Here's hoping U.S. Secretary of the Interior Dirk Kempthorne keeps up with Canadian news. While the DOI tries to squeeze more snowmobiles into our national parks—and more oil out of BLM–run wildernesses—our northern neighbors keep expanding their parks system. In April the government announced the latest, 2,934-square-mile Naats'ihch'oh National Park Reserve, near the Mackenzie Mountains in the Northwest Territories.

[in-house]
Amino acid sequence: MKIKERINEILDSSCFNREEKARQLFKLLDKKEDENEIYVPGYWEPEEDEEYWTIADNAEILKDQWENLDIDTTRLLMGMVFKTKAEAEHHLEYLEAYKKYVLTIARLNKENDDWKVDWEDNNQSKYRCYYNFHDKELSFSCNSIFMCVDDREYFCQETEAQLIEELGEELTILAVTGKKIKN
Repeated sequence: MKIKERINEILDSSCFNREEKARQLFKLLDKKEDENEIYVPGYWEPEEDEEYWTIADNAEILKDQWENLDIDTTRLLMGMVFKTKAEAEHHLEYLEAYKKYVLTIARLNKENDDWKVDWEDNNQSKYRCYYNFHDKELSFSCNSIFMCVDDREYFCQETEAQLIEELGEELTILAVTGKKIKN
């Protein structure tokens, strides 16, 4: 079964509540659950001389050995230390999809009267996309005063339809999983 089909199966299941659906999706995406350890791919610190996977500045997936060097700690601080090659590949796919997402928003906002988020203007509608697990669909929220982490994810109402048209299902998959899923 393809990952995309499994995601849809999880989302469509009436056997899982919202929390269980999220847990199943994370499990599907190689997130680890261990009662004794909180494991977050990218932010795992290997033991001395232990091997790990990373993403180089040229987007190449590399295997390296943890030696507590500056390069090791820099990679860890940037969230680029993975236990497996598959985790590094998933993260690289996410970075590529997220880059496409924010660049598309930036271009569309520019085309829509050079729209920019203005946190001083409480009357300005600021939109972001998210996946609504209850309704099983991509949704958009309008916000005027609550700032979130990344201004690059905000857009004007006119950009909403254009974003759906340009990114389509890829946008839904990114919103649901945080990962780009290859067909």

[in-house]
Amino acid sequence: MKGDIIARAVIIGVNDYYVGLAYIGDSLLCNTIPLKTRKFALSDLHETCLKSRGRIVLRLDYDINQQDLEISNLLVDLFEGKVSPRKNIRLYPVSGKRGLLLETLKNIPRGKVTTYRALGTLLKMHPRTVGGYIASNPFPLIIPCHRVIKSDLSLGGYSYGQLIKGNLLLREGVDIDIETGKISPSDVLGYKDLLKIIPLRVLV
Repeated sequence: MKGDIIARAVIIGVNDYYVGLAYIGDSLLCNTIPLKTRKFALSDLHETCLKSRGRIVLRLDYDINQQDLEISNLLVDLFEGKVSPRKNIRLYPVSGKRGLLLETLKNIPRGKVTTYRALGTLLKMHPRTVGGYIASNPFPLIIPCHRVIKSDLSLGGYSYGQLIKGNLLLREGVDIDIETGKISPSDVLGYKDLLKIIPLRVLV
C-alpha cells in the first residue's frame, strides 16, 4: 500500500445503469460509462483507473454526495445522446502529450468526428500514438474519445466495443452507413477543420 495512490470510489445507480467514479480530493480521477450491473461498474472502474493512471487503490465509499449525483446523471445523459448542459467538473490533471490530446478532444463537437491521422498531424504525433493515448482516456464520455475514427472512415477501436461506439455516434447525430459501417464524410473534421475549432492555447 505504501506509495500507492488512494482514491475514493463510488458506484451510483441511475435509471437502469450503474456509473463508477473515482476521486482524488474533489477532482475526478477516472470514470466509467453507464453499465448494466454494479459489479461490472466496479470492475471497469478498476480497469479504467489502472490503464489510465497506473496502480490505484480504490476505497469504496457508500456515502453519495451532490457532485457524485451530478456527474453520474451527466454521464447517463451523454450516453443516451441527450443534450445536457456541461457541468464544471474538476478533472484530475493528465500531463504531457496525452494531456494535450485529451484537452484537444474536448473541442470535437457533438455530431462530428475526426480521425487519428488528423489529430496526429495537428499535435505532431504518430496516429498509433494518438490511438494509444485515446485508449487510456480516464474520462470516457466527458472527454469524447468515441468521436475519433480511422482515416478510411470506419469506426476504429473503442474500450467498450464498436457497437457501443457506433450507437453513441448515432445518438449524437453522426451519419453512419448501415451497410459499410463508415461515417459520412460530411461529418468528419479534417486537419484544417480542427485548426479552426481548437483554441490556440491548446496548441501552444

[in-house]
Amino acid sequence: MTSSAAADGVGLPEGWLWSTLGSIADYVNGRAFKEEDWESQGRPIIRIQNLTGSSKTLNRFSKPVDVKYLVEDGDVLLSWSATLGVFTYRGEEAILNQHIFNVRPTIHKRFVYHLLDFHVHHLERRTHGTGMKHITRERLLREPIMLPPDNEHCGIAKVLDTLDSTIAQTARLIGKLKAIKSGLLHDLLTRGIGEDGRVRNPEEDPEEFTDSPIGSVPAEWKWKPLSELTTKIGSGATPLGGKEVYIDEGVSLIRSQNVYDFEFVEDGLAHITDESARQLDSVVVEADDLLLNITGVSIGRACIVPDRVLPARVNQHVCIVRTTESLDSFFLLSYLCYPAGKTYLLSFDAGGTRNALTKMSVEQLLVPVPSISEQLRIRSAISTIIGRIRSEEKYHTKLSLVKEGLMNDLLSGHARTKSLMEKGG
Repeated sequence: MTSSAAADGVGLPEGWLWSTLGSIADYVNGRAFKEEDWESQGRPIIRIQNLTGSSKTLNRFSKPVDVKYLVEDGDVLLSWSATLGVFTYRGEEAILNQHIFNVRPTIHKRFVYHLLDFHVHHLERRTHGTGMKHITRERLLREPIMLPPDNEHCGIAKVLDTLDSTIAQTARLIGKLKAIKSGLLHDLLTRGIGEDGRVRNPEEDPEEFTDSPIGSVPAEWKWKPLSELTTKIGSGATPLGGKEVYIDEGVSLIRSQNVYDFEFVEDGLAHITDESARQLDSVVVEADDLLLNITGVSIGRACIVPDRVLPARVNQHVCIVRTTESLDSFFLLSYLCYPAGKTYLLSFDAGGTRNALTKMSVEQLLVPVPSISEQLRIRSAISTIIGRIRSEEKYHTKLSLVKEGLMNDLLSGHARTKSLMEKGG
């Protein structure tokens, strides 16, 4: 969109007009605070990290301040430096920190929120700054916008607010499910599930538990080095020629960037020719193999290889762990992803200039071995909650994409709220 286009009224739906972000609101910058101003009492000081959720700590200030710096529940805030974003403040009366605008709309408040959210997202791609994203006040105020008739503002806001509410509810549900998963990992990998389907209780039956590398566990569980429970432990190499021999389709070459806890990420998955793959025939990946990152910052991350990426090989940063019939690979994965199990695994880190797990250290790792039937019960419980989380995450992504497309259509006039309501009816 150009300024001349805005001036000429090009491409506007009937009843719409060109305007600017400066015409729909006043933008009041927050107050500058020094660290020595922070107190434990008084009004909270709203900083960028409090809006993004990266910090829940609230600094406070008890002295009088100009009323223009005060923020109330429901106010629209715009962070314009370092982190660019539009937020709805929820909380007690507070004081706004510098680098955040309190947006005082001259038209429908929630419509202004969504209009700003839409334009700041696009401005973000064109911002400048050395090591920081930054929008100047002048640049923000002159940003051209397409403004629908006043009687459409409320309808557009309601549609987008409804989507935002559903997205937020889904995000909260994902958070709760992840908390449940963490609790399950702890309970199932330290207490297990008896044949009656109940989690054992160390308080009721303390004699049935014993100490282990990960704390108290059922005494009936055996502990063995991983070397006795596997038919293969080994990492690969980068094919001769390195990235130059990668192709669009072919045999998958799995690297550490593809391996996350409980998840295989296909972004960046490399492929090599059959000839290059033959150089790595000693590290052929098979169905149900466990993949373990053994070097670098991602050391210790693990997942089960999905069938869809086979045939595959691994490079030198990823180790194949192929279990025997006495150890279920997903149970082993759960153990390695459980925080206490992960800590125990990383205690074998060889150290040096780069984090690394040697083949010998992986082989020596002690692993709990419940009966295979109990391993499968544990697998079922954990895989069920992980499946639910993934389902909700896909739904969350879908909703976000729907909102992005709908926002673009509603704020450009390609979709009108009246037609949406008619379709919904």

With their otherworldly terrain, rampant wildlife, and end-of-the-earth location—the only way in is by sea or air—Labrador's Torngat Mountains are Canada's version of Patagonia. And thanks to a harp seal resurgence, Torngat, named a national park in 2005, is also home to one of the highest concentrations of polar bears in the eastern Arctic. "To use an old Labrador expression, it's maggoty with polar bears," says Canadian explorer Jerry Kobalenko, who sea-kayaked the length of the park in 2006. Explore the park aboard the small ship Lyubov Orlova with Cruise North Expeditions (from $4,000, including return airfare from Kuujjuaq, June 22–July 3; cruisenorthexpeditions.com) or with Adventure Canada (from $2,960, September 24–October 4; adventurecanada.com). From the capital of St. John's, Inuit-owned Cruise North follows the ragged Labrador coastline, stopping at historic Viking sites before entering the true wilderness of Inuit waters, while Adventure Canada's Ghost Coast voyage tackles the route in reverse, traveling south from Iqaluit. Sea ice, polar bears (130 at last count), humpback whales, and seals are plentiful along the Torngat coast, and daily forays via Zodiac give you a front-row view of the action.